Sebum: What is it?


The inside of our skin is lined with glands called Sebaceous glands. These are exocrine glands which means that they secrete substances into the body targeting specific tissues by means of ducts, whereas endocrine glands secrete substances directly into the blood by no means of ducts. (1)

These glands secrete a substance called Sebum which an oily, waxy fluid. These sebaceous glands are found concentrated mostly in the epithelial areas on the face and scalp. Thus the oily substance that is sebum is found on the surface or our face and scalp. Sebum, however, is not a bad thing for our skin, in fact, it helps to keep our skin moisturized. It provides nourishment hydration to your skin and hair and plays a vital role in its care.

However, an abundance of Sebum is not something that can be good for your skin. When you have an excess of sebum it could combine with dead skin cells, and dirt to clog up your pores. This can thus lead to Acne, whiteheads, blackheads, and other skin issues. When there is excess sebum on your scalp dandruff is one of the common issues we see.

The dry and dead skin cells on your scalp can combine with sebum to become flakes causing dandruff, this can further lead to forms of hair loss, such as hair fall, and hair thinning.(2)

Although these may seem to be problems that arise from sebum itself, you need to understand that your skin and hair needs sebum for its nourishment. Sebum is crucial for the growth and nature of your skin and hair. The problem arises when there are other things that come in the way, such as dead skin cell, dirt, or an imbalance in hormone levels.

The only time when sebum can cause issue is when there is an overproduction of it by your skin. This happens particularly when you have a hormonal imbalance. Hormones such as androgens control the production of sebum in your skin. Thus most of the time when we see an excess production of sebum is during adolescence when your hormones are all over the place. (3)

You don’t have to get rid of sebum at all, all you have to do is find the right balance in this case. As we saw that hormonal imbalance is one case, there are other times as well when there can be an excess amount of sebum secretion. This can depend on the weather as well. Sometimes a humid weather might add onto the oil on your skin, whereas a dry weather could also trigger an excess production of oil on your skin.

Something over scrubbing or washing your skin can also make it dry, this could also cause excess production of sebum, which in turn will become one of the reasons for Acne or any other skin issues that you might see.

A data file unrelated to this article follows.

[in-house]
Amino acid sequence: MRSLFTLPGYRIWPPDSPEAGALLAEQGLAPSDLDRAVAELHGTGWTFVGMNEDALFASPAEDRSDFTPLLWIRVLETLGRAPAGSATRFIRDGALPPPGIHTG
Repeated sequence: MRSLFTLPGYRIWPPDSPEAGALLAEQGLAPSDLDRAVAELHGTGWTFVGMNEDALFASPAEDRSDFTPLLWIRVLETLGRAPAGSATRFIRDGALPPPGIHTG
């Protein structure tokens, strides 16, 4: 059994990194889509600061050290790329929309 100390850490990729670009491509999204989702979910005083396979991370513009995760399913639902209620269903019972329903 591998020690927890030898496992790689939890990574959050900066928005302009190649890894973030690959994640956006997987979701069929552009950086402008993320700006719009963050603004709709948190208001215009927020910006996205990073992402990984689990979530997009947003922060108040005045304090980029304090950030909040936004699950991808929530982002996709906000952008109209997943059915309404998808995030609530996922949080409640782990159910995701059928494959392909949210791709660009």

A few things that you can do to create a balance are, wash your face not more than twice a day. Wash your hair regularly, but then again don’t over do it. Make sure you use the right products for your face, if you have oily skin stay away from comedogenic products, and lastly eat right, food rich in oil can cause a sebum imbalance.

What is sebum on the face?

Sebum is an oily, waxy substance secreted by the sebaceous glands, it helps in keeping your skin moisturized. Although an excess of sebum on your face could, in turn, clog your pores and give you acne, whiteheads or blackheads.

What causes Sebum?

Sebum is produced by sebaceous glands under your skin. An excess of sebum is usually caused only when there is a hormonal imbalance or due to the weather conditions.

Does Sebum cause Acne?

An excess production of sebum can cause acne when it clogs up your pores with dirt, and dead skin cells.

Does Sebum cause hair loss?

No, sebum itself cannot directly cause hair loss, however, if it clogs up your hair follicles, leads to dandruff as I mentioned above, it could cause hair loss.

What is a Sebum serum and how does it help?

Sebum serum is a substance that contains glycolic acid, and that helps in pigmentation and oil control on your skin.

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Picture of Dr Jisha Gomez

Dr Jisha Gomez

She is a highly skilled dermatology physician with strong expertise in improving skin & hair health through the development of corrective treatment combinations. She completed her Post-graduate Diploma in Dermatology from Cardiff, UK & Fellowship in Aesthetic Medicine (FAM) from the Institute of Laser and Aesthetic Medicine, Delhi with over 5+ years experience treating skin patients. She has worked in Government hospitals in Trivandrum and Bangalore. She is actively involved in creating awareness for healthy skin, breaking the social stigma based on skin colour & stopping steroid abuse in our country.